Influence of Cultivation Technology on the Productivity of Spring Wheat and the Humus State of Southern Carbonate Soils of Northern Kazakhstan
K. Kunanbayev 1  
,   G. Churkina 1,   V. Filonov 1,   M. Utebayev 1,   I. Rukavitsina 1
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Scientific Production Center of Grain Farming named after A.I. Barayev, Shortandy-1, 021601, Akmola Region, Kazakhstan
K. Kunanbayev   

Scientific Production Center of Grain Farming named after A.I. Barayev, Shortandy-1, 021601, Akmola Region, Kazakhstan
J. Ecol. Eng. 2022; 23(3):49–58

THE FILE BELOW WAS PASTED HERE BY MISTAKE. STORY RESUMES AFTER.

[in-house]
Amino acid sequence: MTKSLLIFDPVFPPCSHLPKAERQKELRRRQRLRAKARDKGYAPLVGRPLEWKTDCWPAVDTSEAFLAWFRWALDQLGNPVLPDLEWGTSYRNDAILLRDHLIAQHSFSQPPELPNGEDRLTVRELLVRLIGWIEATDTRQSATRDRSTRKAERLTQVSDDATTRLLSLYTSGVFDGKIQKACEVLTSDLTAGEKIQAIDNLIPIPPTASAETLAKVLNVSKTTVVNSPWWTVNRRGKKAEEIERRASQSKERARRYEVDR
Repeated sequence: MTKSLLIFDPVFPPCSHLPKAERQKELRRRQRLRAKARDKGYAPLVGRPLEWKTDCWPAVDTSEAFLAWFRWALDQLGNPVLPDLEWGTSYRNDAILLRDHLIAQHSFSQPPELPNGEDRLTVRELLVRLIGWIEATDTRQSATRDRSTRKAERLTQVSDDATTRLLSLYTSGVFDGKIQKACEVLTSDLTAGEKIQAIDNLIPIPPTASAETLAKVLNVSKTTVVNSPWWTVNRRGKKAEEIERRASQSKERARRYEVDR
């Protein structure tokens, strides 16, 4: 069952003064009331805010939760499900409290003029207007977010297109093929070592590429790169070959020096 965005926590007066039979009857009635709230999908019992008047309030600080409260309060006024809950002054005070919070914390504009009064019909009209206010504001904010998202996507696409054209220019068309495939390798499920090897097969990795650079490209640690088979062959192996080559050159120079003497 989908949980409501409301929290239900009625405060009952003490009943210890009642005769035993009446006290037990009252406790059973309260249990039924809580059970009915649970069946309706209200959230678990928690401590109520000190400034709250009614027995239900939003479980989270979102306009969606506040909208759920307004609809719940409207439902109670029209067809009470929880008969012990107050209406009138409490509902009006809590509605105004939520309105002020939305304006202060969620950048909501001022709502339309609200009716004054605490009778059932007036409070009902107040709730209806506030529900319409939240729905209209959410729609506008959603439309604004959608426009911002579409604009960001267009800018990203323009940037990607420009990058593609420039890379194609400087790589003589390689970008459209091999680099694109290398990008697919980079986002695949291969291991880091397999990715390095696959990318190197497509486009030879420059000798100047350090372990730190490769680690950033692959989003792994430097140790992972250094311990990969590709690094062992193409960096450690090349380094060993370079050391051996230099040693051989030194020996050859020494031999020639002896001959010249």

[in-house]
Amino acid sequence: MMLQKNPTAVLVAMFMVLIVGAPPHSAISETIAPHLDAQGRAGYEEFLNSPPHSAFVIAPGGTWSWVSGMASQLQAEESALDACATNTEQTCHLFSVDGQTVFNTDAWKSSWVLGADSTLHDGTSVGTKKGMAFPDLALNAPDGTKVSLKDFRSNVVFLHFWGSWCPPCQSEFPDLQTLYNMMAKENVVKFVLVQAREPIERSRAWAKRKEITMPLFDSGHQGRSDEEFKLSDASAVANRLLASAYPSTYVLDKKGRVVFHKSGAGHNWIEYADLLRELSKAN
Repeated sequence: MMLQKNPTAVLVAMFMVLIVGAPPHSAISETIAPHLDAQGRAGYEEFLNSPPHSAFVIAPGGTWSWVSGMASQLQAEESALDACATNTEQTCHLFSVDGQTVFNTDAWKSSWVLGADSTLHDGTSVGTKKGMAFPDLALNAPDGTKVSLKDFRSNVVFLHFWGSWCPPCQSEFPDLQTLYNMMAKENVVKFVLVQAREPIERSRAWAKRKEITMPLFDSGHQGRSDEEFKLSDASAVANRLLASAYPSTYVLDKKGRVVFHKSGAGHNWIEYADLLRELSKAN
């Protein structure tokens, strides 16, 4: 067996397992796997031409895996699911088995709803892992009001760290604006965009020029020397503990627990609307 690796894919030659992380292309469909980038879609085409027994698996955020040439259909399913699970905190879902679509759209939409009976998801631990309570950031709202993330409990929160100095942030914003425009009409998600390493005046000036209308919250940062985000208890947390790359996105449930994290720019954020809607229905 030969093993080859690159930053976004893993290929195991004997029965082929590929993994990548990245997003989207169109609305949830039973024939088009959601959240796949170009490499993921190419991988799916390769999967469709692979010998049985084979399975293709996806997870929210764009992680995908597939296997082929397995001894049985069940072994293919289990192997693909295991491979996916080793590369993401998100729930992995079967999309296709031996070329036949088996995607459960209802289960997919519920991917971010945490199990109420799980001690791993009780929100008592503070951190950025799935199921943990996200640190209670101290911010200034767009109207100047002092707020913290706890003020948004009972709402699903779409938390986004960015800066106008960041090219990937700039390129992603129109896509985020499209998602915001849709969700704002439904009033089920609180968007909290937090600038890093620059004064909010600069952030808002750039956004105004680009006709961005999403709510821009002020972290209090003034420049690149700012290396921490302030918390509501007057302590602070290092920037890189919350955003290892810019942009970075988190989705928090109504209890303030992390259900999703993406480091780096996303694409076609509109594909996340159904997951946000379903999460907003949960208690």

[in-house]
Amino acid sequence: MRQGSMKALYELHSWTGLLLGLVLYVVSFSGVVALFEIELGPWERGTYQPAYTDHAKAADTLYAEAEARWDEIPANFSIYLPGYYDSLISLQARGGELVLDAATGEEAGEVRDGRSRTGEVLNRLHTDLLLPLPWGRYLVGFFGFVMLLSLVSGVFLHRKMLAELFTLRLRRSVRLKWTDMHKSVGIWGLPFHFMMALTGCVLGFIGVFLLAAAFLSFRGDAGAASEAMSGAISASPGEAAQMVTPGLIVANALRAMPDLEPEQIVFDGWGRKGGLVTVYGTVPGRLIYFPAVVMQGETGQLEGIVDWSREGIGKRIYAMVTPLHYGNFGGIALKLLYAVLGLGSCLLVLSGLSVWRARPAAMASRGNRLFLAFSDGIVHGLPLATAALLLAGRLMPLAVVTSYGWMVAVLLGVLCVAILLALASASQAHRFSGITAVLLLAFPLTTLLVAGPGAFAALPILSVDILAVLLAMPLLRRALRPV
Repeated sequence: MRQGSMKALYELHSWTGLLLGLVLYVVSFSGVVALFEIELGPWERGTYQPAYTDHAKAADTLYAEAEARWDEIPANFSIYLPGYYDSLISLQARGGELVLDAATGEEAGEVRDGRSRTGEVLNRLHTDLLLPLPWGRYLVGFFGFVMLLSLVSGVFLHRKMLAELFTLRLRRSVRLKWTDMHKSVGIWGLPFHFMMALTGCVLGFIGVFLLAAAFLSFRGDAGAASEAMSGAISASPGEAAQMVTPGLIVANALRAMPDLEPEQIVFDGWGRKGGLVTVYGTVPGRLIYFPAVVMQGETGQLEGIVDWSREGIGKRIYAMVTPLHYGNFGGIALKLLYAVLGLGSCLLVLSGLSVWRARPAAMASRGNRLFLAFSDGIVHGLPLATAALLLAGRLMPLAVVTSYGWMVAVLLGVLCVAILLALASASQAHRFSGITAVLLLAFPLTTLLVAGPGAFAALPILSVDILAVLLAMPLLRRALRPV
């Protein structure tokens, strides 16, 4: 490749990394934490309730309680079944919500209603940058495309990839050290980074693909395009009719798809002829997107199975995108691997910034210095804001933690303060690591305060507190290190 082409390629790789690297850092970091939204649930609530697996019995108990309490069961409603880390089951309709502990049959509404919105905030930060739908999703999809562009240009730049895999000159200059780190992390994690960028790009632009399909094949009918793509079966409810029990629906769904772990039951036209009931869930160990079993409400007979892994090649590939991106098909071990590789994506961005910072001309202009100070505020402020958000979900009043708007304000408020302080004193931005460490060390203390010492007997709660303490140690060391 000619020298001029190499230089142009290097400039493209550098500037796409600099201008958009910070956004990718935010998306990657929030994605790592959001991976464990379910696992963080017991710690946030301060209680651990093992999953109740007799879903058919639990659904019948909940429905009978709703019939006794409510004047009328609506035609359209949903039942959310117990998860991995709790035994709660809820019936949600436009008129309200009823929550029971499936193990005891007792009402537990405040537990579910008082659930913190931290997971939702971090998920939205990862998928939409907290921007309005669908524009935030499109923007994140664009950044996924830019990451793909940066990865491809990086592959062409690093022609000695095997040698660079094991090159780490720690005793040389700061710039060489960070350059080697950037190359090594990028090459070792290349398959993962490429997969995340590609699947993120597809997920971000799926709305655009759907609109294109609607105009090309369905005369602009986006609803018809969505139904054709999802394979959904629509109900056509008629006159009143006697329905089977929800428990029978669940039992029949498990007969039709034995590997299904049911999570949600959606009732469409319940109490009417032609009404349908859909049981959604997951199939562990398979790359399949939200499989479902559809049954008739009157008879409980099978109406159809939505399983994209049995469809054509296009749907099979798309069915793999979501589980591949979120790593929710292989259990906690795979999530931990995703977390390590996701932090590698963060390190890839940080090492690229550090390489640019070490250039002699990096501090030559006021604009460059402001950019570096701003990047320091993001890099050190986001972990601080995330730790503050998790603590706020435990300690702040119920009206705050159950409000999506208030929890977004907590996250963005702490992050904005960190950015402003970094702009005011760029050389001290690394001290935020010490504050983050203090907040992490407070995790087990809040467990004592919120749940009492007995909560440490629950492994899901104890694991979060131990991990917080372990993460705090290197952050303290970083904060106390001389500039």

Intensive use of the chernozem soils of Northern Kazakhstan since the development of virgin lands has led to soil erosion and loss of humus. Since 1954, according to researchers, 1.2 bln tons of organic matter have been irretrievably lost. During this period, the methods of tillage have changed significantly from surface to subsurface tillage, which led to a change in the method of accumulation of organic residues in the soil. The purpose of this study was the short-term monitoring of spring wheat cultivation technologies to observe their influence on crop productivity and soil agrocenosis. A virgin plot was used as a standard of soil fertility. Determination of nutrients in the soil was carried out by using the method of "wet chemistry" with spectrophotometric termination. An infrared analyzer was used to assess the grain quality. The identification of soil microorganisms was carried out on nutrient microbiological media, such as meat-and-peptone agar, starch-and-ammonia agar, and Czapek-Dox agar. The results of three-year studies showed that the humus content in the variants with permanent wheat decreased to 3.26-3.38%. The greatest decrease in humus content was observed in the two-field grain and fallow crop rotation (2.48%). The decrease in the amount of humus occurred as a result of insufficient intake of plant residues and mineral fertilizers. The content of nitrate nitrogen and mobile phosphorus in virgin soil is low. Soil micromycetes dominate on virgin lands, whereas ammonifiers and immobilizers dominate on cultivated soils. The high level of carbon dioxide emissions on virgin land (3.0 C2 kg/ha/hour) is due to the presence of a large amount of plant biomass. The most optimal variant out the considered technological backgrounds from the point of view of increasing yields up to 15.8 c/ha and preserving soil fertility (3.26% humus content) is the cultivation of permanent wheat with the introduction of fertilizers and herbicides. The use of two-field grain and fallow crop rotation leads to irreplaceable losses of organic matter (2.48%).